An “Act” In The Right Direction : The Amendments In The MTP Bill, 2020 by Dr K Aparna Sharma, AIIMS, Delhi


India has been the beacon of liberalization when it comes to acts and policies on safe abortion services. The Medical Termination of Pregnancy (MTP) Act was enacted as early as 1971 making India one of the very first few countries to legalise abortion. Internationally, only fifteen countries legalized abortion at that time. Even now, 26 countries in the world do not permit abortion even under dire circumstances where the mother’s life is in peril. Many countries permit only for saving the life of the mother, some other only on health grounds. The MTP Act , 1971  legalised abortion on a broad range of therapeutic, eugenic and humanitarian grounds. With the amendments suggested in the Medical Termination of Pregnancy (Amendment) Bill, 2020 introduced in Loksabha, once again the country has proven its commitment to concerns and issues with reproductive health and rights of women. 

Currently abortion can be legally offered to women till 20 weeks. With changing times, improving technology, better in-utero detection of fetal anomalies and a changing socio cultural milieu, the 20 weeks deadline seems almost an impediment amounting injustice to many hapless women.

I have been involved in this entire movement for change from every possible angle, as an obstetrician, as a member of the hospital Medical Board on the request of the court and even as an external expert for the court to help them decide upon such cases. 

Once, a woman came to me at 22 weeks of pregnancy with diagnosis of bilateral renal agenesis (both kidneys not formed). This baby might not die in the womb but would not live after birth. I had to refuse termination because it was too late legally. The couple was distraught at the prospect of carrying the pregnancy. A happy dream of new arrival had turned into a nightmare for her. 

Another lady had a history of X-linked hydrocephalus. She had previous two boys who had the same problem and both had neurological disability. Although prenatal diagnosis is possible in such cases, she came quite late. A termination would have been ideal along with counselling and a prenatal diagnosis in the next pregnancy. But she had to carry on this pregnancy to have a third child with neurological disability.  As a health care provider I feel the law makers have to keep up with the technological advancements. If we are able to make a diagnosis of hydrocephalus on ultrasound before birth, if we have the genetic tests to rule it out in the next baby, then the law should be conducive to take advantage of such progress which is what will be possible now once the amendments are enacted.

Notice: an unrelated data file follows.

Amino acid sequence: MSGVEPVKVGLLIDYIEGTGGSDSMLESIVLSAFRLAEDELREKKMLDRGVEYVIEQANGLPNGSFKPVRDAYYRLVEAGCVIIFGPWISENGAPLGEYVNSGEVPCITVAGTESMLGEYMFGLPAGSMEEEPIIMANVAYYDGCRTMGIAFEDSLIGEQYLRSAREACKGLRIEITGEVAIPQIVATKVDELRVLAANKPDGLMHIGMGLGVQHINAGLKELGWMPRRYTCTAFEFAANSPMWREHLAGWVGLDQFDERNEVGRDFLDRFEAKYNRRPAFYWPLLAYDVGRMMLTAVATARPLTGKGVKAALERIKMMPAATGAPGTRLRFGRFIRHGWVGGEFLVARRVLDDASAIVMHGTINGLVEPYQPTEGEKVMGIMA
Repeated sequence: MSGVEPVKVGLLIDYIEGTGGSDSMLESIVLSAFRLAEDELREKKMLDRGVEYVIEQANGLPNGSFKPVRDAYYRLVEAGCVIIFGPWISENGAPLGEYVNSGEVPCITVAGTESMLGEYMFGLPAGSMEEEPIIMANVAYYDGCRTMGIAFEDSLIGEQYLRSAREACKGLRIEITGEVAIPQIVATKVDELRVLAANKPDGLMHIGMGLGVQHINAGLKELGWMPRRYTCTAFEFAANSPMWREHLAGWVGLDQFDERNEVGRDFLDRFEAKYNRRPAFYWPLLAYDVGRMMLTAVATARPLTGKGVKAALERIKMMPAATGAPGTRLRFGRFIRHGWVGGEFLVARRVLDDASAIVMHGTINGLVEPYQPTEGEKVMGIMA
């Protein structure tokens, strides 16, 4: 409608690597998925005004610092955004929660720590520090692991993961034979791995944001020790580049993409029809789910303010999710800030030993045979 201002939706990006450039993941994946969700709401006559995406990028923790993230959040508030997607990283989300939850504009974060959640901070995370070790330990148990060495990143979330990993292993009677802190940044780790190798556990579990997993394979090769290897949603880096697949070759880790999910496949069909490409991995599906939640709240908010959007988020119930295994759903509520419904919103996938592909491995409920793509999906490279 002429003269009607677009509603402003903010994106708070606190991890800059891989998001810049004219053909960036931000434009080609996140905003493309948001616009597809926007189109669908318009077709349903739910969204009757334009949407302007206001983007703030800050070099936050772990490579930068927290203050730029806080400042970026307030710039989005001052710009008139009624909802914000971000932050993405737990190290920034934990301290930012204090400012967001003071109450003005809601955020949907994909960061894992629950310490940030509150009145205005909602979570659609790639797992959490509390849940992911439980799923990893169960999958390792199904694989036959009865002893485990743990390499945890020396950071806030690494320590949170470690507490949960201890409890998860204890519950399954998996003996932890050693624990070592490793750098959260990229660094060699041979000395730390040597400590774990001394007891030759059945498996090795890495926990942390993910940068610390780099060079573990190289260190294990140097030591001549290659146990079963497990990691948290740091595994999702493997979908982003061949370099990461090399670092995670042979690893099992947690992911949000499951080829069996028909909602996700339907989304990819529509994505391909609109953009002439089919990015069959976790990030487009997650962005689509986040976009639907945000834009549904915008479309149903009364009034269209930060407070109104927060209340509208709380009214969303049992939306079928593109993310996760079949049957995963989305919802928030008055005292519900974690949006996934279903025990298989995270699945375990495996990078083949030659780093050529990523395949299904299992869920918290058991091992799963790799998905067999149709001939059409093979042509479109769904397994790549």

I have been a member of the Medical Board deciding upon various cases of late termination that have been referred to AIIMS, New Delhi by Hon’ble Courts. Although I must confess, I did feel helpless to refuse many cases where the pregnancies were too advanced to terminate. The process of filing court cases, decision whether to file or not, accessibility and other factors took a few weeks at least which made all the differences. Whereas an abortion of less than 24 weeks is safer and easier, after 28 weeks it is like a preterm delivery with a viability issue and would need a consideration for feticide before delivery. Now with these amendments, I feel, abortion would so much more accessible to the deserving patients.

 I have called upon many a time as an expert by the courts for testifying on the need, feasibility and risk of a late abortion. I strongly feel that legal matters should be left to court and the medical issues to the doctors. A simple question like “Is there a risk to the mother” can have an answer extending to pages. It cannot be a simple yes or a no. The clinical decision making should be best left to the doctors for benefit of all concerned -the medical fraternity, our legal colleagues and the patients.

The timely changes in the bill reflect the progressive thought of our law makers. This is an effort to make abortion safe, widely available and more humanitarian. This will increase the ambit of women who need to terminate unwanted pregnancies. Motherhood should be by choice and not by chance. 

(*Dr K Aparna Sharma 

Additional Professor 

Dept of Obs Gynae 

AIIMS, New Delhi )

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